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Sustainable & Impact Investing

January 23, 2019

Gender Inequality and Climate Change Solutions: How They’re Connected

Scientists warn of dire consequences to the environment due to climate change, from devastating droughts to massive flooding—effects we’re already starting to experience globally. What’s more, according to a report from the Intergovernmental Panel on Climate Change, we may have only 12 years to act, by slashing global emissions by 45 percent, to limit warming to 2.7 degrees Fahrenheit. 1 Even a rise of half a degree more will significantly increase the risks of extreme drought, heat, and poverty world-wide, the panel found. In this context, it may be particularly important to look at an aspect of the issue which has received less attention: the nexus of gender and climate change. Evidence suggests that women and girls worldwide tend to bear the brunt of global warming’s impact.

That connection was the focus of “Invest in Women, Affect Climate Change”, an exploration of how gender lens investing can help address global warming. Presented by Glenmede, a leading independently-owned private wealth and institutional investment management firm, and BRAVA Investments, an investment firm focused on companies creating a broad-based economic impact for women, the meeting allowed industry leaders to share their insights into ways with which investors can leverage their financial resources to raise the global standing of women and positively support the environment. Speakers included Dr. Katharine Wilkinson, Vice President of Communication & Engagement, Project Drawdown, a coalition of scholars, scientists, and others mapping a variety of solutions to global warming, and Nathalie Molina Niño, CEO of BRAVA Investments.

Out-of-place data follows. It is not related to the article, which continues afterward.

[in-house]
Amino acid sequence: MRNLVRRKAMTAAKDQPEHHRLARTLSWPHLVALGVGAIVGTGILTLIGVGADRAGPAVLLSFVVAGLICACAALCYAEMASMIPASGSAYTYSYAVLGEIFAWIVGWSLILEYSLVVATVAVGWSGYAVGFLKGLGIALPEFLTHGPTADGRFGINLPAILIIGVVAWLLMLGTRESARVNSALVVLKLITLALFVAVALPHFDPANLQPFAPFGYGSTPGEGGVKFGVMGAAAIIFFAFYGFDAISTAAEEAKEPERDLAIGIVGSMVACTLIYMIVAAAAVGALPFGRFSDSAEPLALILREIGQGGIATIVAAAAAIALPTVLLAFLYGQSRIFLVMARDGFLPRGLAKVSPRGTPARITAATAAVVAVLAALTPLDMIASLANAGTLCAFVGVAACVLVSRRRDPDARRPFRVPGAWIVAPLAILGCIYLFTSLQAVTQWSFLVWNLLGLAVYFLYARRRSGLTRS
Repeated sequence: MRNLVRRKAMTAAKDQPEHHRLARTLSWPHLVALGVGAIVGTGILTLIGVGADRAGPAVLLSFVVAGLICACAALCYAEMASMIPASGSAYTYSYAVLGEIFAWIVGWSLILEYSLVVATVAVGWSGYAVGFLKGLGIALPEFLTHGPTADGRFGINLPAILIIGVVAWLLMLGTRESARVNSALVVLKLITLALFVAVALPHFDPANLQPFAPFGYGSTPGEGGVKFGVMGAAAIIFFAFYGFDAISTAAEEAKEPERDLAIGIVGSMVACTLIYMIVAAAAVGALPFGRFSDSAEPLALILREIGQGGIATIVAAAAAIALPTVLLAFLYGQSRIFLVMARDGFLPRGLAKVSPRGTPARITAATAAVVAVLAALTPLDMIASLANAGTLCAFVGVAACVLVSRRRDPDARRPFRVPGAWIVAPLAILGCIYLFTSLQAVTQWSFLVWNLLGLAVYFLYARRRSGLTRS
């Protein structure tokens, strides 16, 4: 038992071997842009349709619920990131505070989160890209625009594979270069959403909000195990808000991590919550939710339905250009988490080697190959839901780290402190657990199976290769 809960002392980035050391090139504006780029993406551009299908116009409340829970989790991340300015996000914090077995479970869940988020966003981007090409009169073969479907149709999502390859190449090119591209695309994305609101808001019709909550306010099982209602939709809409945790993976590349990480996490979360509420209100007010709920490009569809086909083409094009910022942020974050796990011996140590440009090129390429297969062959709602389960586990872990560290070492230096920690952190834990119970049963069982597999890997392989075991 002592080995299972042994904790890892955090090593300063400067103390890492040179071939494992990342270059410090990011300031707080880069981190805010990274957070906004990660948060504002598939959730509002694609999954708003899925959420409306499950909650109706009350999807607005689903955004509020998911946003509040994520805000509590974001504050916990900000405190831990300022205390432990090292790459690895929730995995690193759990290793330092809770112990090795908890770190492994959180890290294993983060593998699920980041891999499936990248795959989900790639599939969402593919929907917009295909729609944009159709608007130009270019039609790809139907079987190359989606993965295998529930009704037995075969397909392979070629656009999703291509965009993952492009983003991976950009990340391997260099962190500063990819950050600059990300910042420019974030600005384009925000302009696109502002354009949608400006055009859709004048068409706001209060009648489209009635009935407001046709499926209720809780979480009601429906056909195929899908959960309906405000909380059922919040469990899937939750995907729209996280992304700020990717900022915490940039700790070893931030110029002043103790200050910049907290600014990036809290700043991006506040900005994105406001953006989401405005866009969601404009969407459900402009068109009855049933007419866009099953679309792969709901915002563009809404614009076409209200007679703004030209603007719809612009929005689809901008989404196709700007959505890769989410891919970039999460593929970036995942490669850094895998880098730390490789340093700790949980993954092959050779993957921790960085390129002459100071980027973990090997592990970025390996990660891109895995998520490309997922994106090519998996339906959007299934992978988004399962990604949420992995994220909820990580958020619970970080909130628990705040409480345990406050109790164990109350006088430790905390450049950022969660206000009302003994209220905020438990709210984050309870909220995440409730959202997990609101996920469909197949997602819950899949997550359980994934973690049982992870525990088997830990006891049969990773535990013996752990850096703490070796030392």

Climate Change is Not Gender Neutral

Climate change impacts women and girls the hardest, especially those in economically challenged countries, said Dr. Wilkinson. It has been reported that 80 percent of people displaced by climate change are women. 2 And because women are usually the primary caregivers, as well as providers of food, water, and fuel, they are particularly vulnerable to the scarcity of those items, as well as other problems associated with being a climate refugee. For example, women and girls may have to walk further for water and firewood, making them even more susceptible to sexual assault and human trafficking. Under conditions of increasing poverty, girls also are at a greater risk of early marriage, reducing the likelihood of receiving an education that can lead to sustainable employment, she noted.

Climate Change Solutions are Not Gender Neutral

Efforts to reach gender parity can be a critical lever to reducing the negative impacts of climate change. “In the process of lifting girls up, we reduce emissions,” said Dr. Wilkinson.